Canadian real estate prices won’t correct due to population growth, right? Well, BMO Capital Markets shared a different take with institutions this morning. The bank explains there is no historical evidence to support this narrative. During the last significant home price crash, Canada saw its population grow at a faster rate. They warn interest rates have a far greater influence on home prices than population.
Demand For Homes Has Plummeted Despite The Population Boom
Despite booming populations, Toronto and Vancouver’s latest numbers show a sales drop. The two cities report a couple weeks ahead of national data, but the same trend is expected. Higher interest rates killed demand for mortgages, but it’s too soon for that impact. Higher rates broke the speculative mindset, an issue BMO has argued would be the case, for months.
Before you crack open the emails to explain things are still busy, relax. BMO explains the drop in sales sounds larger than it is, due to a base effect. Volumes are still elevated but don’t dismiss the drop entirely.
“Still, the drops are notable, with Toronto sales down more than 40% y/y, and that’s just the early days of higher rates,” says Douglas Porter, the bank’s chief economist.
Canadian Population Growth Has No Correlation With Home Prices
Just a blip, right? A bazillion immigrants are coming, creating a price floor that will stop prices from dropping. Let’s look past the fact a fifth of recent immigrants want to leave due to the cost of living. We’ll also gloss over the fact that studies show Canada is looking less competitive by the day. Heck, let’s even gloss over the poor value proposition for immigrants today. Let’s only focus on BMO’s latest chart showing no correlation between population and home prices.
“Housing bulls are convinced that rising immigration tallies and strong population growth will keep a firm floor on the market,” he said. Adding, “Perhaps. But the attached chart shows zero correlation between population growth and home prices.”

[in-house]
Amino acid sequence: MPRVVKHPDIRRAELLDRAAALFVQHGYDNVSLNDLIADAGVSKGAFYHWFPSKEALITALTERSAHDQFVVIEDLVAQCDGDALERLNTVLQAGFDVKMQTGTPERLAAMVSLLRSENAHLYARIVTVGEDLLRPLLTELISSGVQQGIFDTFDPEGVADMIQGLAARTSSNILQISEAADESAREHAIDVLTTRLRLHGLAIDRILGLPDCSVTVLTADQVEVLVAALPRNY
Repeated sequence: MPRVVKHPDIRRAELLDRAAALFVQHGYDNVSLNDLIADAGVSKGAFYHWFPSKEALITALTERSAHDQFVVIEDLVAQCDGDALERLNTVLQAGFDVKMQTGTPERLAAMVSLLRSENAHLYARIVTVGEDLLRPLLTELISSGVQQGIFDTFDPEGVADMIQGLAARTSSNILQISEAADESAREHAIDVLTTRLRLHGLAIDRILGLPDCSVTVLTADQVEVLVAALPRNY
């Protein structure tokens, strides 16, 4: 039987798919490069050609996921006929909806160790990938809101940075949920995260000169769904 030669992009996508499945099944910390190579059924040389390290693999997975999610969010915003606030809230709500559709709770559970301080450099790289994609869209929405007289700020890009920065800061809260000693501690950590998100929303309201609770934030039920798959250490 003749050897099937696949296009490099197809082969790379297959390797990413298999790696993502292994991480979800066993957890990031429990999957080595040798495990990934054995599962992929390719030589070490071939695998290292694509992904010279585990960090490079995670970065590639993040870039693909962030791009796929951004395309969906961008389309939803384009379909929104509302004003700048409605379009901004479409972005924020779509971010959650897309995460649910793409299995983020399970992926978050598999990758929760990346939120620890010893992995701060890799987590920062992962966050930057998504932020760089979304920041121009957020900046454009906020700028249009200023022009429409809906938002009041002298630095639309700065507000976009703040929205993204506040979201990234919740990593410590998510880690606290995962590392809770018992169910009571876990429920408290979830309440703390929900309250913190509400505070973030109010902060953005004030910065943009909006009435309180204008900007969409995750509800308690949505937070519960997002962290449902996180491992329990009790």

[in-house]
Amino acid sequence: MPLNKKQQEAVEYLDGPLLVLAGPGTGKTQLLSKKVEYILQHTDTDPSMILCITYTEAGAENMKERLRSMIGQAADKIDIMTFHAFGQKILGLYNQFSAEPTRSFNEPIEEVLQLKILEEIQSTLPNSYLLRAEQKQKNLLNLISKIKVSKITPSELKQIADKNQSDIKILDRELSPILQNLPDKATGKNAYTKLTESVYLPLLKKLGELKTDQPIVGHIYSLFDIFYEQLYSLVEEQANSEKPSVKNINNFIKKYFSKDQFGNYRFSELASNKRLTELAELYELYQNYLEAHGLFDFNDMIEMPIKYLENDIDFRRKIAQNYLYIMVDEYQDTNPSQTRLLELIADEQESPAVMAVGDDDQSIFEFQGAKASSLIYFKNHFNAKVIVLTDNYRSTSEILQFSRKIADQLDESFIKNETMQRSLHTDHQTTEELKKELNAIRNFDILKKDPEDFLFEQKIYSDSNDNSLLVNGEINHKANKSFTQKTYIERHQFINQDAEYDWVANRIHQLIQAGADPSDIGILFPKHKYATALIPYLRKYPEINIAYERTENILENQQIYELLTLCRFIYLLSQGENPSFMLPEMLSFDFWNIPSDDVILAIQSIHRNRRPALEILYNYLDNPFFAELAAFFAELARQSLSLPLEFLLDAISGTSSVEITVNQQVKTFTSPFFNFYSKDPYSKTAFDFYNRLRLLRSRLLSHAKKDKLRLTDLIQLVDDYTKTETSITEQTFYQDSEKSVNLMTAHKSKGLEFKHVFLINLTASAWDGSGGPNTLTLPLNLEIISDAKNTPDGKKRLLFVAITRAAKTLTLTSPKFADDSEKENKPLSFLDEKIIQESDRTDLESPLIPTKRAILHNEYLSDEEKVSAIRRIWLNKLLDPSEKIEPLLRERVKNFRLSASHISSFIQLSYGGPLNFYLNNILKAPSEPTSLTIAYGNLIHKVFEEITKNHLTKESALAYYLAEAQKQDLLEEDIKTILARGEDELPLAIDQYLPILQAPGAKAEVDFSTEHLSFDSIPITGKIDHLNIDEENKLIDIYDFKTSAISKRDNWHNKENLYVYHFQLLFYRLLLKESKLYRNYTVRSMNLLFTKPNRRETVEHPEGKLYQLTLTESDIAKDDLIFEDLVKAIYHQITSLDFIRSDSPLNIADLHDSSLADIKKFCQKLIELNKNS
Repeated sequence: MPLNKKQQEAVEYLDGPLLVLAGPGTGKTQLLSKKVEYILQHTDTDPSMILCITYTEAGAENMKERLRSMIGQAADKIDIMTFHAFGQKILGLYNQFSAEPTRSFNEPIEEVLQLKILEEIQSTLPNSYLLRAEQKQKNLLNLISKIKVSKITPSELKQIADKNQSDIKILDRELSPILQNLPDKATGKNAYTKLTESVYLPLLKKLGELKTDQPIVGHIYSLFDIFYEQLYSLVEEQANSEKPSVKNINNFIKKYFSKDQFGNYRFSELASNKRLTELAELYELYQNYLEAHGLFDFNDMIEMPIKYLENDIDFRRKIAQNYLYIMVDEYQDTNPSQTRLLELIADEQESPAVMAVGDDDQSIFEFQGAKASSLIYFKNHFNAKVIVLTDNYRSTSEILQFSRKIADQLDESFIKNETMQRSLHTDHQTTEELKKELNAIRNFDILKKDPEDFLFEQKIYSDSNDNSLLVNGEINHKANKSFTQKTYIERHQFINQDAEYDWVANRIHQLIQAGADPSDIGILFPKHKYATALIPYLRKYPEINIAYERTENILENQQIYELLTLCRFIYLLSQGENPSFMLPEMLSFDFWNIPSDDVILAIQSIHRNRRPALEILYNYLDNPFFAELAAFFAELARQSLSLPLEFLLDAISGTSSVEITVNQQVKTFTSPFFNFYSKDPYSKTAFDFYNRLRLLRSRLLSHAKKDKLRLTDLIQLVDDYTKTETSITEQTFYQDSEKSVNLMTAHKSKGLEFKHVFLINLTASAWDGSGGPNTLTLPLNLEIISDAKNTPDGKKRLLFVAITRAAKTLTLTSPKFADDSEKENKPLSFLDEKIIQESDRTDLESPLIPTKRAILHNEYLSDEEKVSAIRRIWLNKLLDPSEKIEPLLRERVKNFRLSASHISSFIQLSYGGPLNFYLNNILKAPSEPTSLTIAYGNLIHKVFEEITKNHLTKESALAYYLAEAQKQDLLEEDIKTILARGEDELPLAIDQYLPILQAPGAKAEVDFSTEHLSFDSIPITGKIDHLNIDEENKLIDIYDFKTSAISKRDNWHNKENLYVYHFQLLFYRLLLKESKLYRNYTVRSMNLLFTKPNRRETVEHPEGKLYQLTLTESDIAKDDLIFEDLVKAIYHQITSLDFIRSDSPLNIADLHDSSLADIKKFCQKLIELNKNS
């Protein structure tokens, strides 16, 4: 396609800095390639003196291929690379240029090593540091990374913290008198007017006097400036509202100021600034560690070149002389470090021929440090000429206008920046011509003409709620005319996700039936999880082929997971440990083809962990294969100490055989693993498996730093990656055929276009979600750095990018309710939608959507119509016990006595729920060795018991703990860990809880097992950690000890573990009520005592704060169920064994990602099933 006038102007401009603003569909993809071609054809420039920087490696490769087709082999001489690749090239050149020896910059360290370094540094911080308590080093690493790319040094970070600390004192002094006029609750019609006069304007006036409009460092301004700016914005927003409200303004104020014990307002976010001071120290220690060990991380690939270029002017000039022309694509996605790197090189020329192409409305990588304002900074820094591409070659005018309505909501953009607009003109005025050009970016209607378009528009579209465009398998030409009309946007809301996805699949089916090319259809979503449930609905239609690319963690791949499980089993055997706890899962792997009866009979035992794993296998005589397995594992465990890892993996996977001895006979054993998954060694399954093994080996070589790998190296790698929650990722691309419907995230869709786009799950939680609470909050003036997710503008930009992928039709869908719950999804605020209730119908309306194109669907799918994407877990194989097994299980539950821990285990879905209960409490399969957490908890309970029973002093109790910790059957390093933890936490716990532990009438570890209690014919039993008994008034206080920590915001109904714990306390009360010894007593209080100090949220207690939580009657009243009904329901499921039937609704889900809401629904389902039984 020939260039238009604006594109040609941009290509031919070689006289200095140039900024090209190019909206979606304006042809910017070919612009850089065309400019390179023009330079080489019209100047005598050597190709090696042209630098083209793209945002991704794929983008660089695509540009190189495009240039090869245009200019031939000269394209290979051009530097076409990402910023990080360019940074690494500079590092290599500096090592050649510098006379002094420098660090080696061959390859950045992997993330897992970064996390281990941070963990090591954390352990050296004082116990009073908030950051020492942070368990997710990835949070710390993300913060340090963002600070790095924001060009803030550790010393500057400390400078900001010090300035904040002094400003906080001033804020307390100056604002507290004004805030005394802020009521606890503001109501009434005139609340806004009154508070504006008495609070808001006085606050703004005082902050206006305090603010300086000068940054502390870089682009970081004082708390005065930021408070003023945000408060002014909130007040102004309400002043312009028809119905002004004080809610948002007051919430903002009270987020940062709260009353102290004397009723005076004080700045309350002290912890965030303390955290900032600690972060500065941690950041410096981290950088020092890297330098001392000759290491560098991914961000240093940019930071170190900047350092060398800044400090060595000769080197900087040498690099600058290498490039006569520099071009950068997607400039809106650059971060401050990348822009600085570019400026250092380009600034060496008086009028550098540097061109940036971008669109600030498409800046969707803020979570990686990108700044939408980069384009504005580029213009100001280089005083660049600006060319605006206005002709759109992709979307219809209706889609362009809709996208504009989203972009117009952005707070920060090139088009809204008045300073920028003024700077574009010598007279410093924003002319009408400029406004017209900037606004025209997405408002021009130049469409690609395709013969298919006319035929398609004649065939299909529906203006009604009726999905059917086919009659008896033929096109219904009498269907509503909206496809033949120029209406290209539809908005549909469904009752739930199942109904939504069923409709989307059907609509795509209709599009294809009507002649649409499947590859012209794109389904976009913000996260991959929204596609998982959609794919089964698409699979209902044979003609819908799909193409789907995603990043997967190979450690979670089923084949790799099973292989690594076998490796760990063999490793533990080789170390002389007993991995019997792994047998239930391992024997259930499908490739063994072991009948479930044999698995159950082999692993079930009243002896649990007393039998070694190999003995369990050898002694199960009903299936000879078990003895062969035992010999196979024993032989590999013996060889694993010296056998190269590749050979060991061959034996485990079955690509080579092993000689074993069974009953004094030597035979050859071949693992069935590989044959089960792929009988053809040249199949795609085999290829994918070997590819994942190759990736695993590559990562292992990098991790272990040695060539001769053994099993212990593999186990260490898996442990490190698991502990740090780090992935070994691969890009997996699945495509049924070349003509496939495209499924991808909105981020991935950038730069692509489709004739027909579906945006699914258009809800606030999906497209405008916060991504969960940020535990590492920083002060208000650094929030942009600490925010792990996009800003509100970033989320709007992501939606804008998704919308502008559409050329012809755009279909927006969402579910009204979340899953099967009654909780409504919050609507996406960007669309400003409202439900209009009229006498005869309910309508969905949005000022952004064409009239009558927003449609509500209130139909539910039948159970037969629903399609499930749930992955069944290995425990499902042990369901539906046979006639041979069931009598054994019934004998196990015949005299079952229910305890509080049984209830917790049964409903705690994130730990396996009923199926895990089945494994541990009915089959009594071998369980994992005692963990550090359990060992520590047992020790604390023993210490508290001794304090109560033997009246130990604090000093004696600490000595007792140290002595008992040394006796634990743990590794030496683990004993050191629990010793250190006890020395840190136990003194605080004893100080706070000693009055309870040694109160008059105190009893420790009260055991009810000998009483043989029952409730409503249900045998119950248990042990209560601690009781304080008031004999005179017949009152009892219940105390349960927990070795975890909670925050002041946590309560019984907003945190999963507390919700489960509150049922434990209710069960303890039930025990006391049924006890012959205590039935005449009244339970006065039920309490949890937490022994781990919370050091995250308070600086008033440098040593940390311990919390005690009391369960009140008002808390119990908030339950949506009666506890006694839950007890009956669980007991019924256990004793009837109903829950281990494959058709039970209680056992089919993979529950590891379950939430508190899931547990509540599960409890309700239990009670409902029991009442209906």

Rates Trump Population Growth When It Comes To Home Prices
In the above chart, we can see little correlation — prices even surge before demand in some cases. The issue that jumps out most is the price crash in the early 90s, though. It didn’t matter that population growth was stronger than today, home prices fell. Back then Canadians also believed there was no more land, as is often the case during a bubble.
“One would assume the former [population growth] would lead the latter [home prices rising], at least somewhat,” said Porter. “Yet, note the example of the early 1990s, one of the toughest periods in recent memory for the Canadian housing market (and certainly the Toronto market).”
“In the past four decades, the three years from 1988-1990 just happened to post the strongest population growth—and that did not stop an outright drop in home prices at the end of the period amid a steep rise in borrowing costs. Just a word of warning.”
Demand drives home prices higher, but demand is bigger than just the number of people. Liquidity, which depends on leverage and credit availability, ultimately drives prices. It doesn’t matter if home prices were $1 million last week, if the next qualified buyer only has $800k. The seller either accepts less or gets to keep the property.
This isn’t just an issue BMO has been hammering at. The Bank of Canada (BoC) previously explained low rates didn’t improve housing affordability over the past 30 years. People just adjust their budgets and pay more for the same thing. Oh well, 30 years in the wrong direction can’t be that bad, right?